Representative Behning’s original bill would allow kindergarteners with no public school experience to get vouchers.  Senator Kenley contested that approach, questioning the fiscal cost.  In a memorable debate in the Senate Education Committee, Representative Behning told Senator Kenley that he really wants universal vouchers, endorsing the concept that all private school students could get vouchers, despite the $500 million cost to taxpayers that Senator Kenley had projected.

It was clear in that debate that vouchers as a money-saver for the state was just a ploy to get a foot in the door.  Vouchers for all private school students was the real goal.  Taxpayers would eventually be asked to pay for all religious and private school tuition.

What were the Numbers for 2013-14?  

The IDOE financial report has reported the number of vouchers and the costs for the first year after the voucher expansion bill was passed into law.  In 2013-14, Indiana taxpayers paid for 19,809 vouchers to private schools, costing $81,066,786.  Dividing these two figures shows that the average per voucher was $4092.

To understand how the savings has disappeared, it is best to break the voucher total into two groups. In Group 1, 12,030 vouchers went to students who transferred from public to private schools, the “choice” students the original bill was designed to help.  In Group 2, 7,779 vouchers went to students who had always been in private schools and had never been in a public school.  These “always been in private school” students were given vouchers based on four expanded pathways in the 2013 expansion law:  (1) sibling vouchers, (2) vouchers for all special education students, (3) vouchers for students residing in the attendance area of an F school, and (4) expanded use of vouchers for students receiving a Scholarship Granting Organization scholarship for students who had never attended a public school.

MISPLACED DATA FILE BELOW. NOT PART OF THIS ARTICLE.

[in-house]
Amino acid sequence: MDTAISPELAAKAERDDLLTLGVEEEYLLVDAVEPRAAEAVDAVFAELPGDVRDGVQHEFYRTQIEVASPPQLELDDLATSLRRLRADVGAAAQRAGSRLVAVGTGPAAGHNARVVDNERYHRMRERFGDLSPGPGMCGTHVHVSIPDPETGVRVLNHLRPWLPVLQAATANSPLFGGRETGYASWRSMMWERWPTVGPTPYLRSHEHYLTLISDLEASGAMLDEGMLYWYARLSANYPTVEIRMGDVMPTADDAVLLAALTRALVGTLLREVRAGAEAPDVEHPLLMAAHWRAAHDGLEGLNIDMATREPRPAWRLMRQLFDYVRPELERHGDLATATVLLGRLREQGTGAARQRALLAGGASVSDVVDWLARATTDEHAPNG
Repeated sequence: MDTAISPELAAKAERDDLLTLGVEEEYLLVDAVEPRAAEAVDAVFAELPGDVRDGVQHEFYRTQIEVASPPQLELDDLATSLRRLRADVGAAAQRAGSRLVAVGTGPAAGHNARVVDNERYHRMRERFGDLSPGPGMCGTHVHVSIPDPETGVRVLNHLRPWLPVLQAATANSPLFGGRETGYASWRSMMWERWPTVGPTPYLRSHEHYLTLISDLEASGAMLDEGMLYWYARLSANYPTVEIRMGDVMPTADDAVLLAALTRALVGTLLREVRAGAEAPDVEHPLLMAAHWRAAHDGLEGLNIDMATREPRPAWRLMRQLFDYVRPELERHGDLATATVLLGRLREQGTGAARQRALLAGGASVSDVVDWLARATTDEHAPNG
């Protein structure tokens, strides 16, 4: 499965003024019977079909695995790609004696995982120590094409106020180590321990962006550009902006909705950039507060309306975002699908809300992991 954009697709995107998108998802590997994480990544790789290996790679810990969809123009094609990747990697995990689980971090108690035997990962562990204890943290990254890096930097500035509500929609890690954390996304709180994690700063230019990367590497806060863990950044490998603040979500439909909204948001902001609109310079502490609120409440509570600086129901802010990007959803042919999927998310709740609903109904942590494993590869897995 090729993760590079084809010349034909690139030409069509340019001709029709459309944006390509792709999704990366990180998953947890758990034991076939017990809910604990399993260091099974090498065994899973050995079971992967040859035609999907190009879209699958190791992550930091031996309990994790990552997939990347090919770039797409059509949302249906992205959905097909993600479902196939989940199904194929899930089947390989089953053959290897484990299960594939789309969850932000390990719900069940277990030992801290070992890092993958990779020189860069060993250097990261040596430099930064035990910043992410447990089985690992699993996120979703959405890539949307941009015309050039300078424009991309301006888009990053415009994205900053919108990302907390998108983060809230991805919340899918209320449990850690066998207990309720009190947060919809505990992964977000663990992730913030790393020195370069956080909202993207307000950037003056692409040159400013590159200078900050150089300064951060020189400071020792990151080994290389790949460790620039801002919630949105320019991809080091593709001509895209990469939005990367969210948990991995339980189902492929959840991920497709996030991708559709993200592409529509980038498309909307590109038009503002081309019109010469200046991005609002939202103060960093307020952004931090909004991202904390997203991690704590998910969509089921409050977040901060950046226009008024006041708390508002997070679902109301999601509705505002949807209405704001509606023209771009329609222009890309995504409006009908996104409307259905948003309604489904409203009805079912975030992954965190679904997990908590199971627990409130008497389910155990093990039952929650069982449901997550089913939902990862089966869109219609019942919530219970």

Taking the 12,030 students in Group 1 who transferred from public to private school and multiplying by the $4092 average produces a total of $50 million for students of families who made a choice to leave the public school and transfer to a private school.  This $50 million was diverted from public schools, so that meant $50 million less in resources available to the remaining public school students across the state.  From the point of view of the state, however, this portion of the voucher program saved money, somewhere in the order of $15 million. 

For the other 7,779 getting vouchers in Group 2, there was no money saving for the state.  These students had never gone to a public school and had already chosen from the start of their schooling in Indiana to go to a private school.  Thanks to the 2013 voucher expansion bill, they got vouchers anyway.  Multiplying 7,779 students times the average voucher amount of $4092 produces a total of $31 million.  This is all a new expense for the state. 


Thus there are two groups of voucher students.  One group of students chose to leave public schools for a less expensive private school, as the 2011 program envisioned.  This group cost the state $50 million in 2013-14 and saved the state approximately $15 million compared to what the state would have paid if those students had remained in public schools. 


The second group did not follow this path.  It is comprised of students that have always been in private schools.  This group cost the state $31 million, and totally wiped out the $15 million savings from group one, leaving a net fiscal cost to the state of roughly $16 million as reported by IDOE.